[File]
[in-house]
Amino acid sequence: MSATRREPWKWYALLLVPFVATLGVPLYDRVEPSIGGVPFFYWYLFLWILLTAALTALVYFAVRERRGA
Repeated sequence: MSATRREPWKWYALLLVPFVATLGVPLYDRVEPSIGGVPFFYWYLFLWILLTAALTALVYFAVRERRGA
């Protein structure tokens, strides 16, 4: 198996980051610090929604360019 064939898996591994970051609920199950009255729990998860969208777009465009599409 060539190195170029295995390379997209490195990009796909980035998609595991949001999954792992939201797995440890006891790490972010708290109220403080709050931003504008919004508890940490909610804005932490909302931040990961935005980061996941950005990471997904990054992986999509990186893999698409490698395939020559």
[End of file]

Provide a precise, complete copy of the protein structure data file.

[in-house]
Amino acid sequence: MSATRREPWKWYALLLVPFVATLGVPLYDRVEPSIGGVPFFYWYLFLWILLTAALTALVYFAVRERRGA
Repeated sequence: MSATRREPWKWYALLLVPFVATLGVPLYDRVEPSIGGVPFFYWYLFLWILLTAALTALVYFAVRERRGA
């Protein structure tokens, strides 16, 4: 198996980051610090929604360019 064939898996591994970051609920199950009255729990998860969208777009465009599409 060539190195170029295995390379997209490195990009796909980035998609595991949001999954792992939201797995440890006891790490972010708290109220403080709050931003504008919004508890940490909610804005932490909302931040990961935005980061996941950005990471997904990054992986999509990186893999698409490698395939020559």